As many of you know, my wife Jenni and I run a proper food blog called The Urban Poser.
As such, my general thinking in operating a separate, lifestyle blog here is that there are a number of things about which I personally like to write that simply don’t belong on a ‘food blog’. And consequently, the default logic (however faulty or illogical it may be) that conversely implies itself is that there is really no reason for any kind of food oriented post to make an appearance here.
But being the consummate artist and curator that my wife is, there is an ever-escalating level of artistry and fine aesthetic represented on The Urban Poser and it has seemed to me of late that any food oriented posts that I might feel the impulsive occasion to contribute might prove to be less and less coherent with the overall vision of our main site.
This observation has prompted me to revisit the logic that has previously precluded the inclusion of anything of a culinary nature here, and as such, this post represents the first of presumably several forthcoming that will incorporate my personal love of food and drink into the pre-existing company of this blog.
So without further ado……
This recipe is a bit of a hybrid evolution of something that we were introduced to years ago during Jenni’s training as a yoga teacher. Among the requirements of her training was to spend two months immersed in Ayurveda: food, medicine, domestic minimalism….everything. And so we did. What we discovered during that time was that this system of living so suited us that we decided to continue observing it for nearly two more years.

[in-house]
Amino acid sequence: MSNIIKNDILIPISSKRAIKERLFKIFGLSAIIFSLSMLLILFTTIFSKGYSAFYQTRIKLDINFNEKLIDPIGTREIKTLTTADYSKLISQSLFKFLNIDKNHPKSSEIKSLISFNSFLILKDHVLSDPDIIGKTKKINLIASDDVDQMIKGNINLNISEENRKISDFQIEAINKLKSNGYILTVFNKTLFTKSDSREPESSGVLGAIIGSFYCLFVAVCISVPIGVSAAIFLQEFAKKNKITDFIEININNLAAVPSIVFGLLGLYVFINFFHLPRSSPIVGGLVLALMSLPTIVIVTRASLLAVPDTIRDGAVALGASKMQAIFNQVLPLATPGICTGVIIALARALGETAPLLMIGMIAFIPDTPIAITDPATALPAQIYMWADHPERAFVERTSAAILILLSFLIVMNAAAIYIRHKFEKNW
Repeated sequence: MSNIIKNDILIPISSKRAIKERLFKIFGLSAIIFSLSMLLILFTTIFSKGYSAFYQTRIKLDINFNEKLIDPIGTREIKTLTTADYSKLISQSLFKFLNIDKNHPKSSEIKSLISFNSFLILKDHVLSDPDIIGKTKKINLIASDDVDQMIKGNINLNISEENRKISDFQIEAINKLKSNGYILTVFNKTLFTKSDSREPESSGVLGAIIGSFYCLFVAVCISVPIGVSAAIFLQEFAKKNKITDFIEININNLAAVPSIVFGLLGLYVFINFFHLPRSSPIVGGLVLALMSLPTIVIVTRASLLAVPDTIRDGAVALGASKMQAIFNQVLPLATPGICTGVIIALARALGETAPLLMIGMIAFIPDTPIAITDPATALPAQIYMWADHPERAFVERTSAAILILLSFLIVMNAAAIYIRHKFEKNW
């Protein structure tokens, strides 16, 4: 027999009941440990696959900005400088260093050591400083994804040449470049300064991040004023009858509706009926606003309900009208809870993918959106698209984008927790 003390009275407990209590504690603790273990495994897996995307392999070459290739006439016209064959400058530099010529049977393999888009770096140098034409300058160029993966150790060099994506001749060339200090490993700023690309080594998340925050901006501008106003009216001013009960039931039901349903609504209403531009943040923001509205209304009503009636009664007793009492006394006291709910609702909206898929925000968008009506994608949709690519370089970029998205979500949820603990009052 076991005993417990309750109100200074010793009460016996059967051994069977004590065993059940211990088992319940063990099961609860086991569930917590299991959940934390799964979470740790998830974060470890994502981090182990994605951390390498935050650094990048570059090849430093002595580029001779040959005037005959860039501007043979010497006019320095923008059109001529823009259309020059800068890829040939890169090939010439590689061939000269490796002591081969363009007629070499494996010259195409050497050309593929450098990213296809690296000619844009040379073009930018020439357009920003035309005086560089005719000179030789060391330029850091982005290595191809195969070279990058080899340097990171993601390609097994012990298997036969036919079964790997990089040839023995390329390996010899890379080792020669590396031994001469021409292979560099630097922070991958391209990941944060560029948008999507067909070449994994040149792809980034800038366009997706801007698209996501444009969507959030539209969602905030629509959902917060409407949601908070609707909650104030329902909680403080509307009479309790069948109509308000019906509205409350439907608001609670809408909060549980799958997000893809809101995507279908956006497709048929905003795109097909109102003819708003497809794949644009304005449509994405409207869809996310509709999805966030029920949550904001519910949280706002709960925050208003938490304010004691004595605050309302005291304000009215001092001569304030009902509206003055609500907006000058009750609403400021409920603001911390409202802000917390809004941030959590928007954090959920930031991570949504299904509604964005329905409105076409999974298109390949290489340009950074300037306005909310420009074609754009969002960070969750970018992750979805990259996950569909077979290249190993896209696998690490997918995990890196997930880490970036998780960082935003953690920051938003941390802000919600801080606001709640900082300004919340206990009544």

Eventually, we gradually moved on from the most stringent aspects of that particular style of living but among the numerous things that left an indelible mark on our affections was the love of Ayurvedic cooking. To this day, there are few things that can so immediately center and refocus me as the smell of brown mustard seeds popping in oil and ground cardamom browning in a wok. It is, simply put, my happy place.
Naturally, because of reasons we won’t belabor here (but which can be found here), we found the need to move away from the vegetarian tenants of Ayurveda and much to the chagrin of our good friend (and devout Buddhist naturopath) Dr. Kevin Gregg, who first introduced us to Ayurveda, we began incorporating meat into some of our favorite Ayurvedic dishes.
The following is one of those dishes……
Masala Chicken & Vegetable Curry
1 lb Chicken breast (or tenders), diced into 1 inch chunks
1 large yellow onion, diced
1 cup of diced carrots
1 cup of frozen peas
1 cup coarsely chopped flat leaf parsley
1 can of full-fat coconut milk
4 tablespoons coconut oil
1 tablespoon brown mustard seeds
1 tablespoon whole cumin seeds
2 tablespoons Garam Masala Powder (or more to taste)
2 teaspoons Cardamom Powder
2 teaspoons Coriander Powder
1 tablespoon of grated or finely chopped, fresh ginger
1 tablespoon coarse sea salt (or more to taste)
2 teaspoons apple cider vinegar
In a wok over medium-high heat, add the coconut oil, brown mustard seeds and cumin seeds. Heat until the mustard seeds begin to pop (somewhat violently).
Add onion and sauté till just softened, then add the carrots and continue to sauté till both are soft but not mushy.
Add the chicken and cook till all the chunks look white but aren’t fully cooked through.
Add the spices, ginger, apple cider vinegar and salt and stir till everything is well coated.
Add the peas and coconut milk, stir to combine well, return to a boil and then lower heat to bring the dish down to an active simmer.
Cover and cook, stirring occasionally, till the milk has reduced to a thick sauce. (approx 15-20 min)
Remove from heat and serve in bowls, garnished with parsley.
This is also great over steamed basmati rice, if you’re so inclined.
Serves 4 to 6, depending on portions.